Seven ways to lower energy bills — for free

Photo of washing machine
Washing clothes in cold water can help save energy.

  1. Clean your clothes dryer’s lint trap every time you load the machine. A lint-free trap allows for better air circulation, which could mean your clothes will dry quicker.
  2. When it’s sunny outside, throw open the curtains, even in the winter. Let the sun help warm your room and add enough light that you won’t need lamps until sundown. On cloudy days, keep the windows covered, and more cold air will stay outside.
  3. Wash clothes in cold water; you’ll not only save energy, but you’ll save water, too. And turn off the “heated dry” function on your dishwasher. Let the dishes air-dry instead.
  4. If your refrigerator sits near a window or door, move it to another spot, if there’s room. When sunrays and heat from the outdoors touch the fridge, it has to work harder — and use more electricity — to keep your food cold.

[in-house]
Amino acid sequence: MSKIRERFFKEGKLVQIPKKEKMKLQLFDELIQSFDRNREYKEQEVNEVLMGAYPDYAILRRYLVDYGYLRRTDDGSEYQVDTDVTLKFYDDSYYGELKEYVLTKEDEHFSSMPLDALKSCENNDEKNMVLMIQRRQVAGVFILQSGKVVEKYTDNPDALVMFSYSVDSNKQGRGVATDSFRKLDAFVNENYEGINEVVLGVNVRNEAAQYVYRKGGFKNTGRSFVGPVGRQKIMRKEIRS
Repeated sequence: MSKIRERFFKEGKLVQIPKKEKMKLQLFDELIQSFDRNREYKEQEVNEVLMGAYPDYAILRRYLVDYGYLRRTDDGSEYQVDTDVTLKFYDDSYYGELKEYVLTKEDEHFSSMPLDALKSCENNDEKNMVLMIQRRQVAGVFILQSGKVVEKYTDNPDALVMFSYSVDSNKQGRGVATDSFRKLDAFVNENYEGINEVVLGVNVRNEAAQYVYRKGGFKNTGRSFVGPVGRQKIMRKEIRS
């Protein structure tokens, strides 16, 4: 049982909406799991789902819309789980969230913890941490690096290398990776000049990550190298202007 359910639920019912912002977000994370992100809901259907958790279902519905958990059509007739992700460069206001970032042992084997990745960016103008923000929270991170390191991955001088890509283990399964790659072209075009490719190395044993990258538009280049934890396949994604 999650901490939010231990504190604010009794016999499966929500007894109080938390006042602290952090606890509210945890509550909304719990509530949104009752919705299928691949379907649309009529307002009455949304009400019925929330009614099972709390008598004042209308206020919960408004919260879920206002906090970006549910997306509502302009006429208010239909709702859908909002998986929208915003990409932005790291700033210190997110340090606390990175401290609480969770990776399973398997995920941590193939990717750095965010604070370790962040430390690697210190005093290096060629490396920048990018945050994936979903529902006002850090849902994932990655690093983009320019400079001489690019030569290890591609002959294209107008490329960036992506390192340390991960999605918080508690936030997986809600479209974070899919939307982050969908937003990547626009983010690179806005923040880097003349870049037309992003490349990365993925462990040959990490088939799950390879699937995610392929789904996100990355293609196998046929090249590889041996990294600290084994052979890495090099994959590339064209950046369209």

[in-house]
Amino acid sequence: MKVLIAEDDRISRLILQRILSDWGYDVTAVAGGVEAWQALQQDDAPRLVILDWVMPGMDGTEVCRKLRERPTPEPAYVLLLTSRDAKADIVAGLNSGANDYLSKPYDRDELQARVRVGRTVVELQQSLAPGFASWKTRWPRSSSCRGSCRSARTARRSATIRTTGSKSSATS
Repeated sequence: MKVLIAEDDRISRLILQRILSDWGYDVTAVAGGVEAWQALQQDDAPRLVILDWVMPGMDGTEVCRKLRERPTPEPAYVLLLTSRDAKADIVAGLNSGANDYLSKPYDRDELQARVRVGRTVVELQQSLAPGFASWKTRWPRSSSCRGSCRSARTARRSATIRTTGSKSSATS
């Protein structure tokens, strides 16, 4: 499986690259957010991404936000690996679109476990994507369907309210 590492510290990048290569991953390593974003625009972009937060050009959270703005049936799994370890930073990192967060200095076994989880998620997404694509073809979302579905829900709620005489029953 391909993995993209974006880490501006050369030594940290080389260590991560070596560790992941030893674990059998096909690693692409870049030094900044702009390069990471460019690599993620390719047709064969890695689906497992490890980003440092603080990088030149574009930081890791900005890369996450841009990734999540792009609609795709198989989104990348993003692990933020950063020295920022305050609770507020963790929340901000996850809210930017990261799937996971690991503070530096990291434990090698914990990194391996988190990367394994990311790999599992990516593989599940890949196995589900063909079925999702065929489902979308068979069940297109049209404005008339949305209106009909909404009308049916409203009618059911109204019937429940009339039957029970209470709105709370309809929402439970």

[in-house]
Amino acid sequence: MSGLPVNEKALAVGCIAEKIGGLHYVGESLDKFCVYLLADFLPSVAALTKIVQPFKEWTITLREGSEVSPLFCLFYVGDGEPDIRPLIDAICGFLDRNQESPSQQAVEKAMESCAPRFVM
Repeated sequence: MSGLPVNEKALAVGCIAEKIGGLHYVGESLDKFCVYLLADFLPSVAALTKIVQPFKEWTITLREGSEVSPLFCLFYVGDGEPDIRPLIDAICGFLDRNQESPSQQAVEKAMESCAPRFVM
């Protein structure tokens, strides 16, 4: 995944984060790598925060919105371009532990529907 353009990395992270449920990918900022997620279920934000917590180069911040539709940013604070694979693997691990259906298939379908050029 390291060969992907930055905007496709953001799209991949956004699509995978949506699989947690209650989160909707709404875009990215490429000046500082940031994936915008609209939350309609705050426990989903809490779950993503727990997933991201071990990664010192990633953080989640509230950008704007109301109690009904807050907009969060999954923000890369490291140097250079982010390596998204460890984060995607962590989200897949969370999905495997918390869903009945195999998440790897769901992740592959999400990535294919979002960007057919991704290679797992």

5. Unplug appliances — small ones like phone chargers and larger ones like computers and TVs — when you’re not using them. Electronic devices use a little bit of electricity as long as they are plugged in — even when they are turned off. If you can’t or don’t want to turn your appliances off, switch them to “sleep” mode so they will draw less energy while nobody’s using them.
  6. Remove window air conditioners once the weather cools off. They’re installed in open windows, after all, so they always invite drafts into the house. Store them away until summer.
  7. Get rid of the refrigerator in your garage. Chances are, it’s an old one that you moved there after you got an energy-efficient new model full of bells and whistles for your kitchen. That old energy hog would cost you plenty if it were in a room that you heat and cool. But in an uninsulated garage, it has to huff and puff to keep its contents cool when it’s hot outside — and it’s probably not even halfway full.